Along with the upcoming release of SQL Server 2005, Microsoft is introducing a new edition of SQL Server called SQL Server Express.
SQL Server Express is a free version of SQL Server 2005, designed as a direct successor to MSDE (Microsoft SQL Server Desktop Engine) 2000.
Express has less functionality than the full version of SQL Server 2005, but Express can be used and redistributed without licensing fees. For instance, you can use it as the database engine in a custom or commercial application or as the backend for creating a data-driven Web site.
Microsoft decided to introduce Express as a way to provide SQL Server's functionality in a stripped-down way to people who might not otherwise be able to use it: students, educators, hobbyists, people on a restricted budget and so on. It's also intended to be used by people who want to write applications that use SQL Server as a kind of runtime environment, since it can be redistributed. (The redistributable SQL Server Express package is about 65 MB -- and it may change with the final release -- but it can always be delivered as a separate download from any applications used with it.)
Express works on all editions of Windows 2000, 2003 and XP. A server edition of Windows is not required for it to run; for that reason, it can be used as a desktop edition of SQL Server. The minimum recommended system configuration is a Pentium III running at 550 MHz, 256 MB of RAM, 400 MB of free storage and the 2.0 version of Microsoft .NET Framework (also provided as a beta download).
Note that Express cannot be installed on any system that has any version of SQL Server 2005 or its support tools -- i.e., data transformation services, reporting services, the tools package, and so on. It can, however, coexist with SQL Server 2000 or earlier versions such as 7.0, and multiple instances of Express can be installed on the same computer.
Functionally, SQL Server Express is in many ways the same as the full edition of SQL Server. Many databases created in other editions of SQL Server can work transparently. The limitations to Express, however, need to be spelled out in detail:
-- No built-in management tools. Microsoft has a query tool called Express Manager that is available as a separate download, but as of this writing, it is an unsupported pre-release package.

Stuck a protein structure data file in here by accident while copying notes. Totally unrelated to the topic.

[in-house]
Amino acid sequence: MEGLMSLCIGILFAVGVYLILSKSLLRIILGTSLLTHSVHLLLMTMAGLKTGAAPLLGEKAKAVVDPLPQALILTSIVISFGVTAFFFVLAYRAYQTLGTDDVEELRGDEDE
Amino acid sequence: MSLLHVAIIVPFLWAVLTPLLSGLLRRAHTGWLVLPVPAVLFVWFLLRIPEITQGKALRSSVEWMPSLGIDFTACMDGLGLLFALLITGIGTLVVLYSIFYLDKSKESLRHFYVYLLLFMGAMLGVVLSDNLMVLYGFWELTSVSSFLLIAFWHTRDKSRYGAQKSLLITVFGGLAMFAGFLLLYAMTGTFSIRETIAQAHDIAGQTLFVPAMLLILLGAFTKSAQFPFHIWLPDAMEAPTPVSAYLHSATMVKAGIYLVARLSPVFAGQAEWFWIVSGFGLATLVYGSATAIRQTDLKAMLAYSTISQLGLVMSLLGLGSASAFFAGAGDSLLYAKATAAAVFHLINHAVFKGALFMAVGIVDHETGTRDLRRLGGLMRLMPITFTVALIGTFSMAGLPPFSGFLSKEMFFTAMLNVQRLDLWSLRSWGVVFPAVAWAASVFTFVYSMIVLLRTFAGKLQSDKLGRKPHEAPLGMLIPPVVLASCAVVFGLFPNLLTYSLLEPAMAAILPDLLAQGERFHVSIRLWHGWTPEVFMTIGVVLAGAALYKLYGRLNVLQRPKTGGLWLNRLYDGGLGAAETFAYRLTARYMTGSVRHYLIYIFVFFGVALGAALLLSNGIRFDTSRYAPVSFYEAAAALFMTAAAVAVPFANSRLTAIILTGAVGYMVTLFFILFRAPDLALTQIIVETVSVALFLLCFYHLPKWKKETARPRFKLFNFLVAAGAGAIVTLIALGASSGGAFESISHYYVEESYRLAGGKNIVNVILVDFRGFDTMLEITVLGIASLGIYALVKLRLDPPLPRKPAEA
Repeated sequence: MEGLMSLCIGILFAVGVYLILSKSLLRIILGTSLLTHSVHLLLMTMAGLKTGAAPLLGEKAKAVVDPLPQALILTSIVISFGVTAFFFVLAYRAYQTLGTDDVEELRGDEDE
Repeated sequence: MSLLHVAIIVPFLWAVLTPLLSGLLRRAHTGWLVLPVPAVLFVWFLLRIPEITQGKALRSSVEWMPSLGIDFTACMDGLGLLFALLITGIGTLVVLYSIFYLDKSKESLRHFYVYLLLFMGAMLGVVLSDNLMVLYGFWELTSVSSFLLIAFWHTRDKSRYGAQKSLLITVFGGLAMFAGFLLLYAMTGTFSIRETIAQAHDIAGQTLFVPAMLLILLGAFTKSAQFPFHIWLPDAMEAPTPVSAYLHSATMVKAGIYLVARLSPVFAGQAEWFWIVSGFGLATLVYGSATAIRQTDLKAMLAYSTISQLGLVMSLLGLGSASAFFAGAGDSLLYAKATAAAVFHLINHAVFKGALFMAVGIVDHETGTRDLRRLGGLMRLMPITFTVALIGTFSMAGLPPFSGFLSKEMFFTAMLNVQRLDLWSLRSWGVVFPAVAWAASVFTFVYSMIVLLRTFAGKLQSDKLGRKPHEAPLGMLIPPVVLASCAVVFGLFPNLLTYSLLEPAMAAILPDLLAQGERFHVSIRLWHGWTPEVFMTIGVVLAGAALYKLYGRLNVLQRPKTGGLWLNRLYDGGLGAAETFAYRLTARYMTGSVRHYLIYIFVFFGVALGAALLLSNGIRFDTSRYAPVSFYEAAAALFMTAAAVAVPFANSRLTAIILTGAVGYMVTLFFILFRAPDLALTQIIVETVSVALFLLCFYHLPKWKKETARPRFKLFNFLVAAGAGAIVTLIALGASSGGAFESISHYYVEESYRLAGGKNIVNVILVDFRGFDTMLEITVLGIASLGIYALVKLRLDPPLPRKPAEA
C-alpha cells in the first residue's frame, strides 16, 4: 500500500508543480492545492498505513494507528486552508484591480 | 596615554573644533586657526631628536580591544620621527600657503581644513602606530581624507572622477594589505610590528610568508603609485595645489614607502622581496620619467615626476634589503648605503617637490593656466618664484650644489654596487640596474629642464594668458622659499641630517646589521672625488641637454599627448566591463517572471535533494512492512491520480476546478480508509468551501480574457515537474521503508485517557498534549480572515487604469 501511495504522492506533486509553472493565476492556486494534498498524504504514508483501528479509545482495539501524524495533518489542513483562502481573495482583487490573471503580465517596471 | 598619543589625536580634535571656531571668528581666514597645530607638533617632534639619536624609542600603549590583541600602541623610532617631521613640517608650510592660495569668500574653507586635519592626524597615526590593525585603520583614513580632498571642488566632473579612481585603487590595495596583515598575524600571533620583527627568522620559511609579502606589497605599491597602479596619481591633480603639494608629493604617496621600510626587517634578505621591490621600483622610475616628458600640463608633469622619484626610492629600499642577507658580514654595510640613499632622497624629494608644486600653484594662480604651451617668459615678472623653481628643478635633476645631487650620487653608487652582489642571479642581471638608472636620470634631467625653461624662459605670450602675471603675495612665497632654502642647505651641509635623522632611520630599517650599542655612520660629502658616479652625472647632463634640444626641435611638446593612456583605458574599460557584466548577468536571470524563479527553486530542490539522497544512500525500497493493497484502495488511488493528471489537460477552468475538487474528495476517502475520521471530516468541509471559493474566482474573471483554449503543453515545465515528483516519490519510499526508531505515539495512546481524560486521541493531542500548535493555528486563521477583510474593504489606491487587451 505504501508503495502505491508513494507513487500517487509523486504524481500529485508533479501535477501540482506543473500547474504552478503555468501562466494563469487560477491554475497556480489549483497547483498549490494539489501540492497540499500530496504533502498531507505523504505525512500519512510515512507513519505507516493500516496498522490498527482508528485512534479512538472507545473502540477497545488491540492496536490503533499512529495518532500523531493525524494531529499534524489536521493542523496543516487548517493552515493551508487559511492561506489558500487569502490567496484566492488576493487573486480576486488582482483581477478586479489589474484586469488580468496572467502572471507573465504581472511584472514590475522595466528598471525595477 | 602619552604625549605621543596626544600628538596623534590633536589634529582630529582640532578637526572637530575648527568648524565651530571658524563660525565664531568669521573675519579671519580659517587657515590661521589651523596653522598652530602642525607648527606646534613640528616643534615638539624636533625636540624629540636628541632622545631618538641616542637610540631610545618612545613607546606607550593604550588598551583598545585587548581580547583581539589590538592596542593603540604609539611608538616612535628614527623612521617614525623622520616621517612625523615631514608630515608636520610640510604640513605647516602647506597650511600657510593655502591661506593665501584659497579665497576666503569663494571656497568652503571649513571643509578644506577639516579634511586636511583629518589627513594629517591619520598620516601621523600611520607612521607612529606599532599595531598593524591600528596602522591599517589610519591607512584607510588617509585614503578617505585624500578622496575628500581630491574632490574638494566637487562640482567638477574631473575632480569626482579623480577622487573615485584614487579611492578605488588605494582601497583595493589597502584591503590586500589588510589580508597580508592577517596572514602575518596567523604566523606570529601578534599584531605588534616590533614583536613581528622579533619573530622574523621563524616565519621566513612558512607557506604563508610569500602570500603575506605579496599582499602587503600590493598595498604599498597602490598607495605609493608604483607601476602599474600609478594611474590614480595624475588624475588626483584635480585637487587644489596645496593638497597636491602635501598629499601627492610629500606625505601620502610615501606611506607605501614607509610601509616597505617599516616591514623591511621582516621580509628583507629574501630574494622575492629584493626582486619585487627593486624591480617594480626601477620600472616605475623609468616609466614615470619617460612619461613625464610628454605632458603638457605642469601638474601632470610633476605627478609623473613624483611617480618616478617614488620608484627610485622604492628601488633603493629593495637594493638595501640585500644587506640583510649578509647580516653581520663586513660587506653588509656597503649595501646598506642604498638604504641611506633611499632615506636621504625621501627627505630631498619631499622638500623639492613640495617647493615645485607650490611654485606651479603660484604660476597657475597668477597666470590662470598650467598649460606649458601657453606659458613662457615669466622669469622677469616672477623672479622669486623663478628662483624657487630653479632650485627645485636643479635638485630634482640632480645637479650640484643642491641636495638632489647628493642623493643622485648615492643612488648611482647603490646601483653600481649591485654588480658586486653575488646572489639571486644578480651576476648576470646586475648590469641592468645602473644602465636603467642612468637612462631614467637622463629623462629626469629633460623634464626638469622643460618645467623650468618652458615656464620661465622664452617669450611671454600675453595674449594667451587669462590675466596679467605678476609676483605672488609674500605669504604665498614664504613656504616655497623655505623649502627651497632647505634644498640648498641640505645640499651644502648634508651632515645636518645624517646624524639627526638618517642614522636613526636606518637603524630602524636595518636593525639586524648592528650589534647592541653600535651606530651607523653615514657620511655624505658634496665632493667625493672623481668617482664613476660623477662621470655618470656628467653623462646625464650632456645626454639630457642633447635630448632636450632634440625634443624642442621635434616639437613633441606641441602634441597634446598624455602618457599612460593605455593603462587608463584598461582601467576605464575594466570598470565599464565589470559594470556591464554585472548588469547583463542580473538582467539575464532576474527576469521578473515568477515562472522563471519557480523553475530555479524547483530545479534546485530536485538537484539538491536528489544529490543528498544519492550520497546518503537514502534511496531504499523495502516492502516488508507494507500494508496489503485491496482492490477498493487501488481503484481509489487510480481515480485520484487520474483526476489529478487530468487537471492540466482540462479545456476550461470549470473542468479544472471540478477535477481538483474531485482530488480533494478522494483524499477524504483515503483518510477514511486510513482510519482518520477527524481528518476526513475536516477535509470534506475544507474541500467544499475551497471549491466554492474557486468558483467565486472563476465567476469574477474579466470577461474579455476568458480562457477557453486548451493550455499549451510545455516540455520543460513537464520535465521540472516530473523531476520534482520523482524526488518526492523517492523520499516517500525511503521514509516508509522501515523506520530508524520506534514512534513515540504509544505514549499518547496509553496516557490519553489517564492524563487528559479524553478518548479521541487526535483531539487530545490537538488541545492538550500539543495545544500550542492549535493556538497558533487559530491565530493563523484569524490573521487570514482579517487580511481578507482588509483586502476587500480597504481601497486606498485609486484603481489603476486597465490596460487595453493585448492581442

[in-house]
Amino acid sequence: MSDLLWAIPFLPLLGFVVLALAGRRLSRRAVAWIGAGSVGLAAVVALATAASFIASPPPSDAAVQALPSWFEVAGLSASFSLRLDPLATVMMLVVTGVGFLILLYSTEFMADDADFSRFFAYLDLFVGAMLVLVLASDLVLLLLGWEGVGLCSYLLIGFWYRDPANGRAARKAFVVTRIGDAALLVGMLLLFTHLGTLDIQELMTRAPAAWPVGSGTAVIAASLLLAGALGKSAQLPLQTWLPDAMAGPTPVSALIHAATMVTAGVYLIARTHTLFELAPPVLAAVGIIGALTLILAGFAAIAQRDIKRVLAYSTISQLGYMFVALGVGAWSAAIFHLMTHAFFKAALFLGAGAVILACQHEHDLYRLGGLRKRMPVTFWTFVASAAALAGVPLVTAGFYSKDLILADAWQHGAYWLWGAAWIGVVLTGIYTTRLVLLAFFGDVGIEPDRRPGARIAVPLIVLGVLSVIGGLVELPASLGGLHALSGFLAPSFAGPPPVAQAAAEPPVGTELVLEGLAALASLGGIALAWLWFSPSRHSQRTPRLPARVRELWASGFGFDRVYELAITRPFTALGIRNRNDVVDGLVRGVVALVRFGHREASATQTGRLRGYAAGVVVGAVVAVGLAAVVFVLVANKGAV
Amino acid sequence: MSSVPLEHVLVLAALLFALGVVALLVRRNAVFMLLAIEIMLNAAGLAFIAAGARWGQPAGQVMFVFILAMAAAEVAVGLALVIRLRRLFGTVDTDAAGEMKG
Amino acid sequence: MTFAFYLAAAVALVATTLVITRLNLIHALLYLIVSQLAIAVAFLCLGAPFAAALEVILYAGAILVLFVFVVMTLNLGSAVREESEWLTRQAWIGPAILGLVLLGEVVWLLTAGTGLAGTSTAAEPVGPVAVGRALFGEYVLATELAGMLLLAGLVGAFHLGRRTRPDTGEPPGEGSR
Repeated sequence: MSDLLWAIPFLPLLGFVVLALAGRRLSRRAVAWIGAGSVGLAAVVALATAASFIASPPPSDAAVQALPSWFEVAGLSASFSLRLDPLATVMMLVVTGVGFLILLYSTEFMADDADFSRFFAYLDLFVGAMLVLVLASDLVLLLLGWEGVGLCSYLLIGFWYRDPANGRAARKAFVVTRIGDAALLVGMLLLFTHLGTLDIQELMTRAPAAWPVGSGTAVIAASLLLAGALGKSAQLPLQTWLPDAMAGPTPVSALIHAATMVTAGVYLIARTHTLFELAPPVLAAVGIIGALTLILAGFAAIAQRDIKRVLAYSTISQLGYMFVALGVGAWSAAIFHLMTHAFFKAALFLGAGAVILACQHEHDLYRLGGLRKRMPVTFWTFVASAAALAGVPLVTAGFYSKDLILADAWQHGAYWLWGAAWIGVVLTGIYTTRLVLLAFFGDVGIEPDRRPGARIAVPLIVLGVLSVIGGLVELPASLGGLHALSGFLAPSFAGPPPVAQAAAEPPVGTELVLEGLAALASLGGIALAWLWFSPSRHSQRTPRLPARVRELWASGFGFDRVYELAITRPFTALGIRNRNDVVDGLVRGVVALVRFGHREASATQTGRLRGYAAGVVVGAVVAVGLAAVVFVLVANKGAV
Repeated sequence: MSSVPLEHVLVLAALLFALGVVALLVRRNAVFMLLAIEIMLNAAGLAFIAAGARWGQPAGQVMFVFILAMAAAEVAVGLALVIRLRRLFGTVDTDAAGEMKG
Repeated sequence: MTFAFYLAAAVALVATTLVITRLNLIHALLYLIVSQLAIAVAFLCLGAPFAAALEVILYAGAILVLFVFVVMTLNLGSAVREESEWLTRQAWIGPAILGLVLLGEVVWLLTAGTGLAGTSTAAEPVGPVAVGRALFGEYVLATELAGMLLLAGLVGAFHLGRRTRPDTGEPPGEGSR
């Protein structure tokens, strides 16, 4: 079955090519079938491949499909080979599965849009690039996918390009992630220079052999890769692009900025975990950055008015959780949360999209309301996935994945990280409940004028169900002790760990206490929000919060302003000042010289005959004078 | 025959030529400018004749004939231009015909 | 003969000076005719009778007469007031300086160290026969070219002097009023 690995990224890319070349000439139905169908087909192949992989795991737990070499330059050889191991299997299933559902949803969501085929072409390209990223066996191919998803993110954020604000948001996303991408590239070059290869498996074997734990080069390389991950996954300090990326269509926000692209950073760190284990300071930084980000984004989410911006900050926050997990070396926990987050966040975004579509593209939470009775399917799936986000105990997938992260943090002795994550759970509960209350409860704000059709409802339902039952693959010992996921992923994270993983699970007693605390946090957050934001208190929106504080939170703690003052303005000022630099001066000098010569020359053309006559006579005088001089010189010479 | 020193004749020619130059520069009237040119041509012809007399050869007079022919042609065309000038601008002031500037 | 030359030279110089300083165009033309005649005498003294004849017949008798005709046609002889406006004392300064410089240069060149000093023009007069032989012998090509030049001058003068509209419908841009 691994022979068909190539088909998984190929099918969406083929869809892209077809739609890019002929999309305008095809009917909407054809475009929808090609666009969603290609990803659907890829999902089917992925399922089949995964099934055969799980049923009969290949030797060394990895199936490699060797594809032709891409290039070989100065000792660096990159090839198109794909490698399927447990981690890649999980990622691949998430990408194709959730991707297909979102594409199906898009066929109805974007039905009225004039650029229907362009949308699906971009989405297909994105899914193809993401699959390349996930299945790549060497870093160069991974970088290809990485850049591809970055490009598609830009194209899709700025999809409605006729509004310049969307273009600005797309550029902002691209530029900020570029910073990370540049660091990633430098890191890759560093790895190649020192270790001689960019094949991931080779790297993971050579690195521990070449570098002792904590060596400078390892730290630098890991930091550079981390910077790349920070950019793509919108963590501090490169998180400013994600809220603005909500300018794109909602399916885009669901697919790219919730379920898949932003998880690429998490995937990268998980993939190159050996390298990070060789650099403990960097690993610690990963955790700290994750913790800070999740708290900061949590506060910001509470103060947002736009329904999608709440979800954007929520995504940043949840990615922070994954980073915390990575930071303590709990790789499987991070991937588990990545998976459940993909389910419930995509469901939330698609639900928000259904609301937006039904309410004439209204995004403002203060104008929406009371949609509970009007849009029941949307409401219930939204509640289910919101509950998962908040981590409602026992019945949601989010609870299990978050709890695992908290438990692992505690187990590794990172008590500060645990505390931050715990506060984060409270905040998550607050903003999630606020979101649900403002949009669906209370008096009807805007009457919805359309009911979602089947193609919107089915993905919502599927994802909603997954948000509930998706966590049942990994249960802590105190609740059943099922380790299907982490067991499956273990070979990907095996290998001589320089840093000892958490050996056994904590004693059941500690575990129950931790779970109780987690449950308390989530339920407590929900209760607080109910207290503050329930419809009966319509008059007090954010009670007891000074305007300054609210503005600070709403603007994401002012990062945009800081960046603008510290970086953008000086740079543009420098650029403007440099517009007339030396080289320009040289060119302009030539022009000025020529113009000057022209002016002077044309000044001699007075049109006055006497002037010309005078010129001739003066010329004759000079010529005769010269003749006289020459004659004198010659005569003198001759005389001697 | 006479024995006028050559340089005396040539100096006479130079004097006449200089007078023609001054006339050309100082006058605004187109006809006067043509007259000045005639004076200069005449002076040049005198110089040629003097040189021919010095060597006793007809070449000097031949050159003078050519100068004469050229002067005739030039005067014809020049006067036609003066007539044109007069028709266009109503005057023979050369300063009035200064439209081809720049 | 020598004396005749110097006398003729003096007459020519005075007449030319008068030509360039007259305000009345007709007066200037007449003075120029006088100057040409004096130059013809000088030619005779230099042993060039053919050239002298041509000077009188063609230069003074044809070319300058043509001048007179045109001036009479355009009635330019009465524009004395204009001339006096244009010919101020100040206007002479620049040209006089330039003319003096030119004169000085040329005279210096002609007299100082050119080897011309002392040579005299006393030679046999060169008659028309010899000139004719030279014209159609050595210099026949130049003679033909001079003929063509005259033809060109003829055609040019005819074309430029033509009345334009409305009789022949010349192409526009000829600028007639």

-- Support for only 1 CPU. In systems with multiple CPUs, Express will only bind to one CPU at a time, and it cannot run queries in parallel.
-- 1 GB RAM. Express cannot use more than 1 GB of RAM at a time for queries and data pages. The program's own memory footprint is not counted.
-- 4 GB maximum database size. No one database in Express can be larger than 4 GB, but there is no limit on the number of databases you can use in Express.
-- No analysis or reporting services. Data mining, Data Transformation Services (DTS) and reporting functions are not available for Express.
Other functions not available in Express include clustering or mirroring, full-text indexing or searching, SQLMail, indexed views, partitioned views and SQL Agent. If the environment or application you're working on requires any of these, the full version of SQL Server may be the better choice rather than trying to work around the limitations of Express. Sometimes workarounds are possible -- SQL Agent functions, for instance, might be mimicked through VBScript and the Task Scheduler -- but for projects with a broad scope, it might be easier to use the full edition of SQL Server.
A public beta of SQL Server Express can be downloaded directly from Microsoft. The beta comes with no support, so you must use it at your own risk. Microsoft plans to release the final version by the middle of 2005.
Serdar Yegulalp is editor of The Windows Power Users Newsletter. Check it out for the latest advice and musings on the world of Windows network administrators -- and please share your thoughts as well!